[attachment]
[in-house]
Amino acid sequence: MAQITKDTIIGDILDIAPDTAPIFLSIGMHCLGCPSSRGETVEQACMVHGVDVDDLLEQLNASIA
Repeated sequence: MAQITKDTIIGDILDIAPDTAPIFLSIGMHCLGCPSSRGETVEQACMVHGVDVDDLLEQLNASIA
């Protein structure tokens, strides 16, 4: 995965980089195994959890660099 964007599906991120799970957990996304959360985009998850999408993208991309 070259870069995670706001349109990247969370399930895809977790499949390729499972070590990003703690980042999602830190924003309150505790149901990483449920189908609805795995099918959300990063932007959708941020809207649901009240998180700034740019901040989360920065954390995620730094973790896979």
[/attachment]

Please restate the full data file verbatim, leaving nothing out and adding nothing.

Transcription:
[in-house]
Amino acid sequence: MAQITKDTIIGDILDIAPDTAPIFLSIGMHCLGCPSSRGETVEQACMVHGVDVDDLLEQLNASIA
Repeated sequence: MAQITKDTIIGDILDIAPDTAPIFLSIGMHCLGCPSSRGETVEQACMVHGVDVDDLLEQLNASIA
């Protein structure tokens, strides 16, 4: 995965980089195994959890660099 964007599906991120799970957990996304959360985009998850999408993208991309 070259870069995670706001349109990247969370399930895809977790499949390729499972070590990003703690980042999602830190924003309150505790149901990483449920189908609805795995099918959300990063932007959708941020809207649901009240998180700034740019901040989360920065954390995620730094973790896979």